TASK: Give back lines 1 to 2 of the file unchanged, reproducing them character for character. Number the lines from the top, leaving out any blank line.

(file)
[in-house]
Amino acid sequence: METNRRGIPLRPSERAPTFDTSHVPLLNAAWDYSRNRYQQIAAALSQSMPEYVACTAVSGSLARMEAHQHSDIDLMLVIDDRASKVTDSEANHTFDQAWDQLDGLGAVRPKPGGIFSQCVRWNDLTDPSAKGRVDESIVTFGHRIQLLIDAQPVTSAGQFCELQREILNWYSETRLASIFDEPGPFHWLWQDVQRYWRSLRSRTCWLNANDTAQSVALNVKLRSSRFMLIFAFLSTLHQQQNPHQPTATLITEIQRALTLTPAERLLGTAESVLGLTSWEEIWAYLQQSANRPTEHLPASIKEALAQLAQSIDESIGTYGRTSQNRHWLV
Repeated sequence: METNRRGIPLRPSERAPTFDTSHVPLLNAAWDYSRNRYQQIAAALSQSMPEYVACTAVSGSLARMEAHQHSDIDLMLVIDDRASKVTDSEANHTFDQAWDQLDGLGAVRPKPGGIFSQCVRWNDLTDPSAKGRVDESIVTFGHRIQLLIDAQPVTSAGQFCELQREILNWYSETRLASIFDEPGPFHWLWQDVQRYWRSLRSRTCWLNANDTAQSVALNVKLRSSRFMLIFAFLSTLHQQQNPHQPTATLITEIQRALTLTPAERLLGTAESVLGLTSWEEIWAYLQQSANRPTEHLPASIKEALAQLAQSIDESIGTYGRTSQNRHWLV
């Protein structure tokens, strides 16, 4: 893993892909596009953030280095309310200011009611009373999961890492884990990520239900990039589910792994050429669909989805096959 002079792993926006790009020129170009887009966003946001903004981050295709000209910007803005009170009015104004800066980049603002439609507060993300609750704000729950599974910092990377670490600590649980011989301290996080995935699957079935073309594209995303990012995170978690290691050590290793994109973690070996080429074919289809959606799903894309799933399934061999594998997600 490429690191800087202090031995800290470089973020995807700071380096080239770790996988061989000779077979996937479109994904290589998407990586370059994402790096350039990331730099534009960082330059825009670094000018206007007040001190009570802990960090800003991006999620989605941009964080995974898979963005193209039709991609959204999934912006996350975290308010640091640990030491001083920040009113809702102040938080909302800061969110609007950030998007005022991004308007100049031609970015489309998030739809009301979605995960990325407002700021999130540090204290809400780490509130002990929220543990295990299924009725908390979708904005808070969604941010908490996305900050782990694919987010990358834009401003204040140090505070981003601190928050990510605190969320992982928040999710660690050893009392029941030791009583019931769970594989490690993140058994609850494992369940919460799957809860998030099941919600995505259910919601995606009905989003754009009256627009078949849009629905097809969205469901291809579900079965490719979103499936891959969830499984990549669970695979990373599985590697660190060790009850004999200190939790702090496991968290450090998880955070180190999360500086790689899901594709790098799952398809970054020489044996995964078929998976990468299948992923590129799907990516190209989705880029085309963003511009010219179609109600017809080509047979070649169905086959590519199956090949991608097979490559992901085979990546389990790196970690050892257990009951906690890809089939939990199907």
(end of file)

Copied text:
[in-house]
Amino acid sequence: METNRRGIPLRPSERAPTFDTSHVPLLNAAWDYSRNRYQQIAAALSQSMPEYVACTAVSGSLARMEAHQHSDIDLMLVIDDRASKVTDSEANHTFDQAWDQLDGLGAVRPKPGGIFSQCVRWNDLTDPSAKGRVDESIVTFGHRIQLLIDAQPVTSAGQFCELQREILNWYSETRLASIFDEPGPFHWLWQDVQRYWRSLRSRTCWLNANDTAQSVALNVKLRSSRFMLIFAFLSTLHQQQNPHQPTATLITEIQRALTLTPAERLLGTAESVLGLTSWEEIWAYLQQSANRPTEHLPASIKEALAQLAQSIDESIGTYGRTSQNRHWLV